( 97) a Chinese student. " He returned on the train with me, and our friendship has been steadily growing."

68. I lived near the beet fields in which Mexicans were employed. They were peons of the lower class and were not clean or pleasant to look on. Perhaps the long beet knives which they carried added to their formidable appearance. However, I formed an unfavorable impression of Mexicans in general.

Then I became acquainted with a few Mexicans who were customers in the store where I worked. After this I attended some mission study classes in which we studied the Latin Americans both above and below the border. From these classes a different attitude arose; an understanding of the different Latin temperament, of how one family had a piano but no chairs, and why this was so. This fuller knowledge coupled with an acquaintance with a Mexican preacher and several others of varying classes has changed my entire idea of the Mexicans. Instead of an unpleasant lot, I now see a human people with the same hopes, fears, and ambitions as our own and with a deep desire to become educated and to better their status .[3]

69. My home is in the very heart of the raisin district of California, in the central part of the San Joaquin Valley. In that section, as in many others of our state, every little town, not to mention the cities, has its " Jap town." In my childhood experiences, " raisins " and the "Jap town " held a very large place. Oriental labor, as a large factor in that soul-trying, heartbreaking round of hard labor and uncertainty that is the raisin industry, has made me well acquainted with, if not a part of, the problem known as the "Japanese problem in California." Also, the echoes of the Russo-Japanese War impressed upon me the idea of a superior being, against whom nothing nor no one might prevail.

But early in my school days I began to feel some of the unreasonableness of the more unthinking and unbridled animosity of the whites toward the Japanese. I soon saw some of the faults of the whites in dealing with them, some of their bold inconsistencies; and so came to occupy a sort of neutral position, which, had I been asked to characterize, I should have called a desire to see " fair play." In strict honesty I must say that, since being able to form my own judgments to any extent at all, I have not been able to hold any violent prejudice against. any race.


But to get to the heart of my story. About two years ago or a little more, the missionary forces of my church started a Japanese mission in the " Jap town " of my home town. Through my more or less active church work I soon became - I might say automatically - interested in this mission. I was prevailed upon to take a class of boys and young men. I did so, and found myself taking a deep interest, though I had to speak through an interpreter. Changes in the labor situation caused the disbanding of this class, and I took over a group of older grammar-school and younger high-school students. At about the same time I assumed the superintendency of the Sunday school. I have not time to give a detailed account of my association with those people, common hard-working folk all. But let it suffice for me to say that I have yet to find kinder, better-hearted, more considerate, or open-hearted and friendly folk than this little group, a part of the " yellow peril." [4]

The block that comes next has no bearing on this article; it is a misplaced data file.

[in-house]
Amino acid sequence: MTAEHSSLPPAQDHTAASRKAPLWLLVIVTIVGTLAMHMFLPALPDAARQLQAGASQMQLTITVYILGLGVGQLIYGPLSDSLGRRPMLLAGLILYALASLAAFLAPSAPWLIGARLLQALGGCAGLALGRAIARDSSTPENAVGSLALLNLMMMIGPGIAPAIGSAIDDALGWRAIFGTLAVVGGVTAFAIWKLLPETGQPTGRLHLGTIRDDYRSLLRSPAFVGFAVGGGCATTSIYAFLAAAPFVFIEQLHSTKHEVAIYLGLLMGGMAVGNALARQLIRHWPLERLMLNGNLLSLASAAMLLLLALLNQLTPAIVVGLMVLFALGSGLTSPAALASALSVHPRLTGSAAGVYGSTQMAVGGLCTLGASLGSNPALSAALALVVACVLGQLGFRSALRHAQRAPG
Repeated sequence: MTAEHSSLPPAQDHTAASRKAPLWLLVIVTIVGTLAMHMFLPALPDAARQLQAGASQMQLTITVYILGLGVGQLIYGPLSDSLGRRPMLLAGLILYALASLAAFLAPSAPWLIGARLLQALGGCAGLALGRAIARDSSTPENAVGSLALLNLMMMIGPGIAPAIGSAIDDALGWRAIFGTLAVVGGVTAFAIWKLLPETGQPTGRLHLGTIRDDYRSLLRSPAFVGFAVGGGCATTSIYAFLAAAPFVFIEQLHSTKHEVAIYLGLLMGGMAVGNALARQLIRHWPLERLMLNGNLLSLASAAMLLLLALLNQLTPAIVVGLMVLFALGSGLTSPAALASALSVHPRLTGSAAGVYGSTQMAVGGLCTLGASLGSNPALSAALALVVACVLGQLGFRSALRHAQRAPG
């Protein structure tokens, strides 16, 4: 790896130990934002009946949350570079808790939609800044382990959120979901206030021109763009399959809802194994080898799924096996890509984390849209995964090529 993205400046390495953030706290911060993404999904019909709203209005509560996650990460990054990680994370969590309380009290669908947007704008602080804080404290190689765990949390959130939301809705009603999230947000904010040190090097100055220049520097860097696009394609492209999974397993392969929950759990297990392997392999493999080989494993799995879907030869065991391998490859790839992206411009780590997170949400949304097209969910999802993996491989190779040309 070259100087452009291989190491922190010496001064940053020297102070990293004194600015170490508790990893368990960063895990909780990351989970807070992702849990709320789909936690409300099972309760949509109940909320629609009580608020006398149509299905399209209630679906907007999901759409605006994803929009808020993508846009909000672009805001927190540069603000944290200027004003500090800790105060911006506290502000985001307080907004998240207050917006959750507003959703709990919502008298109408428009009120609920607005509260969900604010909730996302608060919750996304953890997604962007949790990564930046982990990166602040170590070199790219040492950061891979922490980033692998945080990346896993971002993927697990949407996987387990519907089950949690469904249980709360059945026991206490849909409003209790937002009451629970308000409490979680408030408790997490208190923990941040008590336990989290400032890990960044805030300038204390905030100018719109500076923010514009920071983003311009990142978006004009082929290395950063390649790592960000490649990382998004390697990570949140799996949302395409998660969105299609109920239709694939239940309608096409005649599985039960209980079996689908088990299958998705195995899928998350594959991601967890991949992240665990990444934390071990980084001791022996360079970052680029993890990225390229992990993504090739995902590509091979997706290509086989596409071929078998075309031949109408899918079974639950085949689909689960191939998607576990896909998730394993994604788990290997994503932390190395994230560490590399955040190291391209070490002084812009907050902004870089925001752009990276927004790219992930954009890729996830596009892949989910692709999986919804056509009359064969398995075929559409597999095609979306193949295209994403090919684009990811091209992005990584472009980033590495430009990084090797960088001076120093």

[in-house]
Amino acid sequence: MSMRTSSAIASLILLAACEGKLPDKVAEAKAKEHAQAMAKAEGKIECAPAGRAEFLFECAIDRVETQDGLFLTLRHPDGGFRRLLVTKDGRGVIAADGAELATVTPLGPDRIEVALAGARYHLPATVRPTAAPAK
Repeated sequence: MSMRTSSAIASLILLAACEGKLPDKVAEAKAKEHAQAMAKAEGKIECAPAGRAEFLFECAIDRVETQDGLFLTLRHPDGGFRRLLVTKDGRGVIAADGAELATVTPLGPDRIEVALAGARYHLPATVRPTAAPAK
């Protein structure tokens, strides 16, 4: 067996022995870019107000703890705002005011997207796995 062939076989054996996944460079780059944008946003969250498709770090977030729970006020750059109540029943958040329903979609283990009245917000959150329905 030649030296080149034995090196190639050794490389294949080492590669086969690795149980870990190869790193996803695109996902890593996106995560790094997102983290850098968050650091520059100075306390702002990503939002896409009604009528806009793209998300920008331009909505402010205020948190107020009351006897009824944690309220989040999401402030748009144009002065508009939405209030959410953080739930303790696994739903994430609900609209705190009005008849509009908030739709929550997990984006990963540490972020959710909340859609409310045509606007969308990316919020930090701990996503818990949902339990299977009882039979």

School and College Contacts. - College and university life affords young people of other races opportunities of meeting under favorable conditions. Personal friendships lead to racial good will. The question may be raised, of course, as to how deeply fixed this good will becomes in college and how long it remains after a person's college days are ended. A college training, however, if one "majors " in the social sciences and takes work in social anthropology, race psychology, and immigration, affords a breadth of view that is favorable to the inception of race friendliness.

Knowledge of one or two high-class, dependable members of another race leads to favorable conclusions toward the entire race. This is an interesting start toward, but not a substantial ground upon which to construct enduring race attitudes of good will.

The college atmosphere is likely to be idealistic. The environmental controls are alive with tendencies fostering good will on broad, theoretical grounds. Behavior patterns favoring a widening outlook on life are inaugurated.

Instead of meeting immigrants of the least developed and

( 99) narrowest types, the college student in his daily contacts meets immigrants (students) on their higher, plastic, active-minded, " cultured " levels. Race friendliness thus is more " natural." A college student reports that he now has a very different feeling for practically all the races of a color different from his own, because of his experiences in college in meeting members of intelligent young men and women of the various races and because of his study of the music, art, and religion of these races in the social-science courses. " All these factors have led me to a more tolerant attitude and a more sympathetic understanding."